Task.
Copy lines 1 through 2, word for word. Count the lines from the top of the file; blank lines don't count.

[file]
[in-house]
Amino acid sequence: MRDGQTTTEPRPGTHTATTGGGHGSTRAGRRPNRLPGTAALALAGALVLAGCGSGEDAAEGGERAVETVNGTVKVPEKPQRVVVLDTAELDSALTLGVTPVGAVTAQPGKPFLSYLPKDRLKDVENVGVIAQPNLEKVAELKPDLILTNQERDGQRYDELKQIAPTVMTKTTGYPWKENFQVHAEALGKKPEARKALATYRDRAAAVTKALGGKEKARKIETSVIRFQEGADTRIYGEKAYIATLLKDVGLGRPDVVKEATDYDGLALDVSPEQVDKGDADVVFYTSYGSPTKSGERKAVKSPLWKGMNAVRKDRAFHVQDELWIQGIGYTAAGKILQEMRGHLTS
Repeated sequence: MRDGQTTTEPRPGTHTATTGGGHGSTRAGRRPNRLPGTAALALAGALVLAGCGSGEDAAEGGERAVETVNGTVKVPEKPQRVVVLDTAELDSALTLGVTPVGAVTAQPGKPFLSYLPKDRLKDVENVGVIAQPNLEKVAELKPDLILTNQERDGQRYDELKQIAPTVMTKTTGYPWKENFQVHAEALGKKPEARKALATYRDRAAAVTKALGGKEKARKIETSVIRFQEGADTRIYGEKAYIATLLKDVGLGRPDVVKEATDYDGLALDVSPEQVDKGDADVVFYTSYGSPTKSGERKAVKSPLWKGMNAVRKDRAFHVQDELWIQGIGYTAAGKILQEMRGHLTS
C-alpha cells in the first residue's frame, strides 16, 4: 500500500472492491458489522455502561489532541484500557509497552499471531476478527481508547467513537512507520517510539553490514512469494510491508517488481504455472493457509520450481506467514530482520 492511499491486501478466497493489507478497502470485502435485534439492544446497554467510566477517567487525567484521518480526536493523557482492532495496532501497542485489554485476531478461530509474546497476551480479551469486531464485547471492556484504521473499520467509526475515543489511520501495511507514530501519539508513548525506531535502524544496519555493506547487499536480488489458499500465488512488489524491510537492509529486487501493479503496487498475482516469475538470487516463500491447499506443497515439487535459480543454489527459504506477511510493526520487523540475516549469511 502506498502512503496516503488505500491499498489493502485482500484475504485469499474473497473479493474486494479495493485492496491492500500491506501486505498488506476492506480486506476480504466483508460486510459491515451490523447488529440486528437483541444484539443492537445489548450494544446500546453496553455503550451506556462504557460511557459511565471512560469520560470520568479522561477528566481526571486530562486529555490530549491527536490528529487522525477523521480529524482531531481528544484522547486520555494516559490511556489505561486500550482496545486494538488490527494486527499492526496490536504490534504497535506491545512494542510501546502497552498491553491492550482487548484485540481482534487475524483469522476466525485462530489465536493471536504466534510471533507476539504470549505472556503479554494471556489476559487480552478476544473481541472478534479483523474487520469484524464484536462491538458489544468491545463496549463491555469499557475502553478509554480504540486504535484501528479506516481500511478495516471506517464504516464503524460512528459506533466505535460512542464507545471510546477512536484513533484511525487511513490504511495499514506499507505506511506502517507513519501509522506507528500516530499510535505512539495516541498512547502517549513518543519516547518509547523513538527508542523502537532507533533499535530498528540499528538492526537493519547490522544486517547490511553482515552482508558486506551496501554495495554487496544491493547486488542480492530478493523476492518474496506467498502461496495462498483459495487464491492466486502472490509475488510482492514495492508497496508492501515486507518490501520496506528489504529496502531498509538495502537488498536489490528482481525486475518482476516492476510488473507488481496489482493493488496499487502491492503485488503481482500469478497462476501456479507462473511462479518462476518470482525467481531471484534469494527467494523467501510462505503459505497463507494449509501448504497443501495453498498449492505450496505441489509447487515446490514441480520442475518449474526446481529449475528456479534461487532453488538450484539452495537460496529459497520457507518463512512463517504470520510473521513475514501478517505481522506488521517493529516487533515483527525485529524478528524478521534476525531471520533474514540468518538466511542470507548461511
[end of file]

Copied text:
[in-house]
Amino acid sequence: MRDGQTTTEPRPGTHTATTGGGHGSTRAGRRPNRLPGTAALALAGALVLAGCGSGEDAAEGGERAVETVNGTVKVPEKPQRVVVLDTAELDSALTLGVTPVGAVTAQPGKPFLSYLPKDRLKDVENVGVIAQPNLEKVAELKPDLILTNQERDGQRYDELKQIAPTVMTKTTGYPWKENFQVHAEALGKKPEARKALATYRDRAAAVTKALGGKEKARKIETSVIRFQEGADTRIYGEKAYIATLLKDVGLGRPDVVKEATDYDGLALDVSPEQVDKGDADVVFYTSYGSPTKSGERKAVKSPLWKGMNAVRKDRAFHVQDELWIQGIGYTAAGKILQEMRGHLTS